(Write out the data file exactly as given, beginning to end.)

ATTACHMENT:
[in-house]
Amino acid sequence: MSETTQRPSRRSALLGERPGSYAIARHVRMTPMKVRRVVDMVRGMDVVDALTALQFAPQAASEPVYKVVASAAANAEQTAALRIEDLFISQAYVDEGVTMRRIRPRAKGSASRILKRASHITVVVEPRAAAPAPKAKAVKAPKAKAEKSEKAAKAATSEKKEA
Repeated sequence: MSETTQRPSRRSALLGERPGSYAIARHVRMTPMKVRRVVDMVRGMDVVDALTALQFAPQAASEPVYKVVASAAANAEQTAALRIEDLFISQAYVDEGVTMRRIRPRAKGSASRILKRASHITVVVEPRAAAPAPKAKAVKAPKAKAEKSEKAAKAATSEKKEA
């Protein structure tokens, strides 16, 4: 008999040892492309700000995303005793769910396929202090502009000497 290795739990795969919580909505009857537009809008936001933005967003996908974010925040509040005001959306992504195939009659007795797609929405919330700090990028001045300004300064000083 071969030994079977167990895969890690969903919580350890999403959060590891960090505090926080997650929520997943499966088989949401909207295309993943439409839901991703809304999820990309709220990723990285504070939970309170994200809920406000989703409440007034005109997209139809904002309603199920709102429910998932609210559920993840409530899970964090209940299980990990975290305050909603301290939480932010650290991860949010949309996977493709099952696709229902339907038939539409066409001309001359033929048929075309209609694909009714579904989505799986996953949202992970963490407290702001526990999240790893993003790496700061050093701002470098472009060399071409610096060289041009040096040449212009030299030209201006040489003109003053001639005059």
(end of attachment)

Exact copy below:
[in-house]
Amino acid sequence: MSETTQRPSRRSALLGERPGSYAIARHVRMTPMKVRRVVDMVRGMDVVDALTALQFAPQAASEPVYKVVASAAANAEQTAALRIEDLFISQAYVDEGVTMRRIRPRAKGSASRILKRASHITVVVEPRAAAPAPKAKAVKAPKAKAEKSEKAAKAATSEKKEA
Repeated sequence: MSETTQRPSRRSALLGERPGSYAIARHVRMTPMKVRRVVDMVRGMDVVDALTALQFAPQAASEPVYKVVASAAANAEQTAALRIEDLFISQAYVDEGVTMRRIRPRAKGSASRILKRASHITVVVEPRAAAPAPKAKAVKAPKAKAEKSEKAAKAATSEKKEA
């Protein structure tokens, strides 16, 4: 008999040892492309700000995303005793769910396929202090502009000497 290795739990795969919580909505009857537009809008936001933005967003996908974010925040509040005001959306992504195939009659007795797609929405919330700090990028001045300004300064000083 071969030994079977167990895969890690969903919580350890999403959060590891960090505090926080997650929520997943499966088989949401909207295309993943439409839901991703809304999820990309709220990723990285504070939970309170994200809920406000989703409440007034005109997209139809904002309603199920709102429910998932609210559920993840409530899970964090209940299980990990975290305050909603301290939480932010650290991860949010949309996977493709099952696709229902339907038939539409066409001309001359033929048929075309209609694909009714579904989505799986996953949202992970963490407290702001526990999240790893993003790496700061050093701002470098472009060399071409610096060289041009040096040449212009030299030209201006040489003109003053001639005059």